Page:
A party-line vote also marked legislative approval of a state-run health insurance exchange. Although the federal health care overhaul calls for each state to set up an exchange, Republicans decried the measure. House Democrats rebuffed a barrage of GOP amendments Saturday largely meant to delay or curtail creation of an exchange. Two amendments were blocked on procedural grounds, including one targeting coverage of elective abortions.

Insurance Commissioner Jane Cline, who has championed the proposal, said abortion coverage is a non-issue. An exchange aims to allow individuals and small businesses to pool their buying power while choosing among coverage plans offered by private insurers.

Republicans cited ongoing legal challenges and repeal efforts to argue against the bill. They also warned of the as-yet-unknown price tag.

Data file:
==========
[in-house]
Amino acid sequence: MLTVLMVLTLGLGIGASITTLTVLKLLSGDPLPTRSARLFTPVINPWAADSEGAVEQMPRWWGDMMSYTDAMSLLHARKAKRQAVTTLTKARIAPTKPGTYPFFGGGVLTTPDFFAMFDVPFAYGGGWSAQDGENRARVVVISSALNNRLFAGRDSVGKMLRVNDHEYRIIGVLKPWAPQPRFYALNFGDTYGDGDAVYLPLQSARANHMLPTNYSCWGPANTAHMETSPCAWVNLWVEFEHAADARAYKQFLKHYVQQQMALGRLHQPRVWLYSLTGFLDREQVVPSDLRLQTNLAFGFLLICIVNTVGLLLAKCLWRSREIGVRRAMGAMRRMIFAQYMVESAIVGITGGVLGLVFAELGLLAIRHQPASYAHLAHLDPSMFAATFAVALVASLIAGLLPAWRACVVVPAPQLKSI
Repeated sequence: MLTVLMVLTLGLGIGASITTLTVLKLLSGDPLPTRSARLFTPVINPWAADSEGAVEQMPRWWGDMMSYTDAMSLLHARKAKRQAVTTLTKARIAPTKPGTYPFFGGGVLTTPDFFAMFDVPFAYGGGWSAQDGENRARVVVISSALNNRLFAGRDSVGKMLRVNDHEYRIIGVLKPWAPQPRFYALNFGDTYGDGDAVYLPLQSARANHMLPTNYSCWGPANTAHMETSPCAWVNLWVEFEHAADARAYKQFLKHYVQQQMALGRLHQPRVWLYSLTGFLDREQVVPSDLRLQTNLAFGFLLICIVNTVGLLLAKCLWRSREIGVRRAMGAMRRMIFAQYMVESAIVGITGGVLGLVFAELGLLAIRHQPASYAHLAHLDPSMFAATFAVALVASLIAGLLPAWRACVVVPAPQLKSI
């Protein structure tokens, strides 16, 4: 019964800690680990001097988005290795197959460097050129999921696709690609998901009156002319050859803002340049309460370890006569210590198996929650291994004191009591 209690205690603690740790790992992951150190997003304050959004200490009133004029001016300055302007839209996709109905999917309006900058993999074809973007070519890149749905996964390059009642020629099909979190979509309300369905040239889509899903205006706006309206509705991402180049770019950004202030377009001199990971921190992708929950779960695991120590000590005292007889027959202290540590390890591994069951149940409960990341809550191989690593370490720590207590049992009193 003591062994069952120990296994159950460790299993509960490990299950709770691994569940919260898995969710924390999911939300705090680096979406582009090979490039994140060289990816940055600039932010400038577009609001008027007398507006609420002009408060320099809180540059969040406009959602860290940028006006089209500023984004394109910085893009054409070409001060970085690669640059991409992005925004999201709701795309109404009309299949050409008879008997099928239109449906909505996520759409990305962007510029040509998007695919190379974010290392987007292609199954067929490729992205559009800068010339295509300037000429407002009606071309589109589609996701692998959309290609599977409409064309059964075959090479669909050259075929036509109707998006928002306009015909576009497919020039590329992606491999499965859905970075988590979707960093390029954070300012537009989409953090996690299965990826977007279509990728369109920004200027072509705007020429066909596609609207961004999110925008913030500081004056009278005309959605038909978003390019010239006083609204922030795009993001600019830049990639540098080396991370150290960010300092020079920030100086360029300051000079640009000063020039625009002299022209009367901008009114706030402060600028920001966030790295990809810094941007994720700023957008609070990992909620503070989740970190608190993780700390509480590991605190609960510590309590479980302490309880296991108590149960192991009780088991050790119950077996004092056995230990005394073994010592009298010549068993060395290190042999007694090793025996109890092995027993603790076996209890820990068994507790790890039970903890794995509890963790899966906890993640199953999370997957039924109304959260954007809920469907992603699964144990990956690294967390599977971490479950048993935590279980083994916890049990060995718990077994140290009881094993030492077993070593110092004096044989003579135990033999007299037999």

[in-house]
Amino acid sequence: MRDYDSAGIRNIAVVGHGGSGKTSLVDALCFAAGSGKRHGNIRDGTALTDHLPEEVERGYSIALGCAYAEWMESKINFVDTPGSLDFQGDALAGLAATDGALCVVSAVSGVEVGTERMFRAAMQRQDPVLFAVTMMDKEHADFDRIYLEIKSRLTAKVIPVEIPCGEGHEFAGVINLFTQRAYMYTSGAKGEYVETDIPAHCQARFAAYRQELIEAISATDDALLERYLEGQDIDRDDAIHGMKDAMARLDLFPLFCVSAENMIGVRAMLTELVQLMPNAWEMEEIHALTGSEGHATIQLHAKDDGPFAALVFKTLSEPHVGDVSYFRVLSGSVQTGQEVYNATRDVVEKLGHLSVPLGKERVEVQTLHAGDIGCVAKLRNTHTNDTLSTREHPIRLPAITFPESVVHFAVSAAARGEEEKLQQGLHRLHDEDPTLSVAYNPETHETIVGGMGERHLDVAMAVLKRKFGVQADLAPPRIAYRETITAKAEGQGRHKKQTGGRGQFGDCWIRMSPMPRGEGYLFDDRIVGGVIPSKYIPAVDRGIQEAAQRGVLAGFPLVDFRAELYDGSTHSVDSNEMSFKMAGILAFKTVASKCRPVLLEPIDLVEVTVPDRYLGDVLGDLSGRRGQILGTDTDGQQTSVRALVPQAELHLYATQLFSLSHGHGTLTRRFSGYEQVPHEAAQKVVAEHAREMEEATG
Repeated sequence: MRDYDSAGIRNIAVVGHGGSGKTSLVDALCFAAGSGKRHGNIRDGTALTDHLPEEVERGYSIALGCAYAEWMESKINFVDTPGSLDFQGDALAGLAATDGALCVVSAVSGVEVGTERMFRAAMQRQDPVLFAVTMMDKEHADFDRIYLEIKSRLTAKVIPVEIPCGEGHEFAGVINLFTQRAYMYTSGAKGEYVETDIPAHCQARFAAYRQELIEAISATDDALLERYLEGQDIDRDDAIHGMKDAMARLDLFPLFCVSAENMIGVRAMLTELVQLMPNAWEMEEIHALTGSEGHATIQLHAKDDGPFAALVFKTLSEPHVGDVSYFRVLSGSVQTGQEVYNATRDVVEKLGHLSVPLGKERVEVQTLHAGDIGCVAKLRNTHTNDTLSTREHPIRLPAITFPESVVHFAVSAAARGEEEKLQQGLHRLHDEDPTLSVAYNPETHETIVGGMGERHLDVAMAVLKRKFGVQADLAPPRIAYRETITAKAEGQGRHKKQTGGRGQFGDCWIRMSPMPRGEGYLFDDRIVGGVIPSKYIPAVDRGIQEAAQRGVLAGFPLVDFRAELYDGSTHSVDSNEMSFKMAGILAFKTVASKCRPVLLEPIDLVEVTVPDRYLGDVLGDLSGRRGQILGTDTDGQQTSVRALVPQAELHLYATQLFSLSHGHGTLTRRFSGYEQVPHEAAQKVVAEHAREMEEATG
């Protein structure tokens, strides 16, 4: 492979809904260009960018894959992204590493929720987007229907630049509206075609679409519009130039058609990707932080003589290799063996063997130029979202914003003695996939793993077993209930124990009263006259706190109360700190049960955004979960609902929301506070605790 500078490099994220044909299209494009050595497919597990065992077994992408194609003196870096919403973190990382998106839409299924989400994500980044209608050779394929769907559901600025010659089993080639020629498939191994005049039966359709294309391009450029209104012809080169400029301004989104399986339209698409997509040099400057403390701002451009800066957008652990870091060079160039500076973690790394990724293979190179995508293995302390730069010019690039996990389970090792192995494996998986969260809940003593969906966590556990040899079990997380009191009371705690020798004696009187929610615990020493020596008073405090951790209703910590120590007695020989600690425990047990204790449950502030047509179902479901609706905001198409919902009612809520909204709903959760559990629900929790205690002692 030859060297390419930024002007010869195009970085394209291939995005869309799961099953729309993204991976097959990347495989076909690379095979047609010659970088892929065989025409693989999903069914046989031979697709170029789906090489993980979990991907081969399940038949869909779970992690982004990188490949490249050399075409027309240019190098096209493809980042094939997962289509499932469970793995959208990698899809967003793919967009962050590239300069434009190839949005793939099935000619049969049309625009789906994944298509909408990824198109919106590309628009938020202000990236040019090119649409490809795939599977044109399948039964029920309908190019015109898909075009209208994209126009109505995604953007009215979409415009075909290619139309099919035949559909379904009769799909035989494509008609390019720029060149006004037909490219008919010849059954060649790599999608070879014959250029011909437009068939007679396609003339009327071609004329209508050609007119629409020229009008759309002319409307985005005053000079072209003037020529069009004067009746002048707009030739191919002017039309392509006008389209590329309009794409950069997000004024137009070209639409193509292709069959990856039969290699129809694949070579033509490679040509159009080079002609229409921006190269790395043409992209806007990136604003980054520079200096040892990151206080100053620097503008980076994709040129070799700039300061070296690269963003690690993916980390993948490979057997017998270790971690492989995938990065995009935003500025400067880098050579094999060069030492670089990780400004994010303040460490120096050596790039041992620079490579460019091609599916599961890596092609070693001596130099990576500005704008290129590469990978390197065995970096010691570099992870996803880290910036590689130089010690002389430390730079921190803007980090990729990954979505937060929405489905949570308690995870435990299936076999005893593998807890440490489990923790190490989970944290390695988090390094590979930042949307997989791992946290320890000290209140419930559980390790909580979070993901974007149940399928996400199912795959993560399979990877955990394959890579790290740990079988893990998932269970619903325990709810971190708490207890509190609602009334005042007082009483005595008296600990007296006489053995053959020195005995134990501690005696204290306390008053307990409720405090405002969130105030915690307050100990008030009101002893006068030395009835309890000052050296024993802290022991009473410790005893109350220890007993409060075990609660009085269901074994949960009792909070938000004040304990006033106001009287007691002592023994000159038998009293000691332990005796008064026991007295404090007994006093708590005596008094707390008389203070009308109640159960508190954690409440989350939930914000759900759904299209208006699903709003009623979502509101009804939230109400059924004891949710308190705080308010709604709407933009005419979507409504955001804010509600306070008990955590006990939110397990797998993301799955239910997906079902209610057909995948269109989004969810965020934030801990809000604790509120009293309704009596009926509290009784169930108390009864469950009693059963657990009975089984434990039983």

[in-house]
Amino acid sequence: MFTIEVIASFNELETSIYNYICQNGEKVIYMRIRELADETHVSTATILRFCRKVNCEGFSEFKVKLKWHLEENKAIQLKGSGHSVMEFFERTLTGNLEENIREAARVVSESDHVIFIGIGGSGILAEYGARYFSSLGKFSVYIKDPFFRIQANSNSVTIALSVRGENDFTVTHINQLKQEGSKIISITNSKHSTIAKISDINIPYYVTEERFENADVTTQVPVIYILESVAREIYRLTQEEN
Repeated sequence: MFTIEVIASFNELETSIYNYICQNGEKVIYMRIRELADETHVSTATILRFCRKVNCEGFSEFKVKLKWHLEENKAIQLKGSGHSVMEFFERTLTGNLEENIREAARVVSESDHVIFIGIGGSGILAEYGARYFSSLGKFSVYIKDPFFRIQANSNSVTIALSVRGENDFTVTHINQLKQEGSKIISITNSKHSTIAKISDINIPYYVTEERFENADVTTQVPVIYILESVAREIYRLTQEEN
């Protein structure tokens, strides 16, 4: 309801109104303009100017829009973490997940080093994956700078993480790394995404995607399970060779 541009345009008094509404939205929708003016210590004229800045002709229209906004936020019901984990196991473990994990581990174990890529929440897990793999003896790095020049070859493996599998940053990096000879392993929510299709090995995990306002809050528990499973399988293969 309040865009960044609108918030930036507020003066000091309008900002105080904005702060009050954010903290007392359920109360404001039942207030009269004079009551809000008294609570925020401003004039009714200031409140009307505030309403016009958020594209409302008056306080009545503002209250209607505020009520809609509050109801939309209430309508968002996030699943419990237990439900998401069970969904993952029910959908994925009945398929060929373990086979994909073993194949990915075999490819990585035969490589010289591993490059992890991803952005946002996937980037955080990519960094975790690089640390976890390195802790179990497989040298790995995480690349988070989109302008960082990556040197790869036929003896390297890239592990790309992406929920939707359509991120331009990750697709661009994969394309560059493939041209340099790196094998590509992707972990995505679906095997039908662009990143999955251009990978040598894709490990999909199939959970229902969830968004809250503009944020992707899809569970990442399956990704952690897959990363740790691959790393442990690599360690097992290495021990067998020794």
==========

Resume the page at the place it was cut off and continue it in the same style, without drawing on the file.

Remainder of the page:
The partisan clash over pay raises came as Democrats went beyond the one-time, bonus-like payment proposed by Tomblin. His measure relied on unspent surplus funds. The House-Senate compromise would instead cost $67 million annually in general tax and lottery revenue.

Republicans questioned that growth in spending, particularly after failed attempts to convert a 1 percentage-point reduction in the food tax to a complete repeal. The 1 percentage-point reduction that passed Thursday would save consumers around $26 million. A complete repeal would cost general revenue $75 million, state officials estimated.

The pay-raise package includes $1,488 for teachers, $970 for troopers, $835 for natural resources police and $500 for school workers. State employees would see 2 percent increases, though within a $500 to $1,200 range.